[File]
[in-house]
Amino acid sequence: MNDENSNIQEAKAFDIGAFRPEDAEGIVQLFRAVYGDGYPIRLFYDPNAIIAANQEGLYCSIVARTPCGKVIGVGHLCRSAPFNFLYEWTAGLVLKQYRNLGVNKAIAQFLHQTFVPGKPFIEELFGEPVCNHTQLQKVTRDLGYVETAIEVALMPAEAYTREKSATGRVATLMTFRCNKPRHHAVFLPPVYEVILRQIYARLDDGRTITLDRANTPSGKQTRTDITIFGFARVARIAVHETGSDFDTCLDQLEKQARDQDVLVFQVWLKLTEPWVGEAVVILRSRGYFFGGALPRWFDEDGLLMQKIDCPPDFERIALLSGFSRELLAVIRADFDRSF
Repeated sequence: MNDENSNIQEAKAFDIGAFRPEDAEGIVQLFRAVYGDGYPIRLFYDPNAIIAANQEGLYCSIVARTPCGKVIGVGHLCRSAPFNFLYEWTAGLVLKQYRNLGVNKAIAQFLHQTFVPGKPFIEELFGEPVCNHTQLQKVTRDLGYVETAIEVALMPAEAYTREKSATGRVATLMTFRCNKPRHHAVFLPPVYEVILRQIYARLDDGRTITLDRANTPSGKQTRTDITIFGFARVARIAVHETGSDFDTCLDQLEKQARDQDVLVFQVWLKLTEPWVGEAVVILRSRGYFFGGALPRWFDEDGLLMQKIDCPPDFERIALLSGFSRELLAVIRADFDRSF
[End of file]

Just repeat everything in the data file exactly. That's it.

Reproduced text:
[in-house]
Amino acid sequence: MNDENSNIQEAKAFDIGAFRPEDAEGIVQLFRAVYGDGYPIRLFYDPNAIIAANQEGLYCSIVARTPCGKVIGVGHLCRSAPFNFLYEWTAGLVLKQYRNLGVNKAIAQFLHQTFVPGKPFIEELFGEPVCNHTQLQKVTRDLGYVETAIEVALMPAEAYTREKSATGRVATLMTFRCNKPRHHAVFLPPVYEVILRQIYARLDDGRTITLDRANTPSGKQTRTDITIFGFARVARIAVHETGSDFDTCLDQLEKQARDQDVLVFQVWLKLTEPWVGEAVVILRSRGYFFGGALPRWFDEDGLLMQKIDCPPDFERIALLSGFSRELLAVIRADFDRSF
Repeated sequence: MNDENSNIQEAKAFDIGAFRPEDAEGIVQLFRAVYGDGYPIRLFYDPNAIIAANQEGLYCSIVARTPCGKVIGVGHLCRSAPFNFLYEWTAGLVLKQYRNLGVNKAIAQFLHQTFVPGKPFIEELFGEPVCNHTQLQKVTRDLGYVETAIEVALMPAEAYTREKSATGRVATLMTFRCNKPRHHAVFLPPVYEVILRQIYARLDDGRTITLDRANTPSGKQTRTDITIFGFARVARIAVHETGSDFDTCLDQLEKQARDQDVLVFQVWLKLTEPWVGEAVVILRSRGYFFGGALPRWFDEDGLLMQKIDCPPDFERIALLSGFSRELLAVIRADFDRSF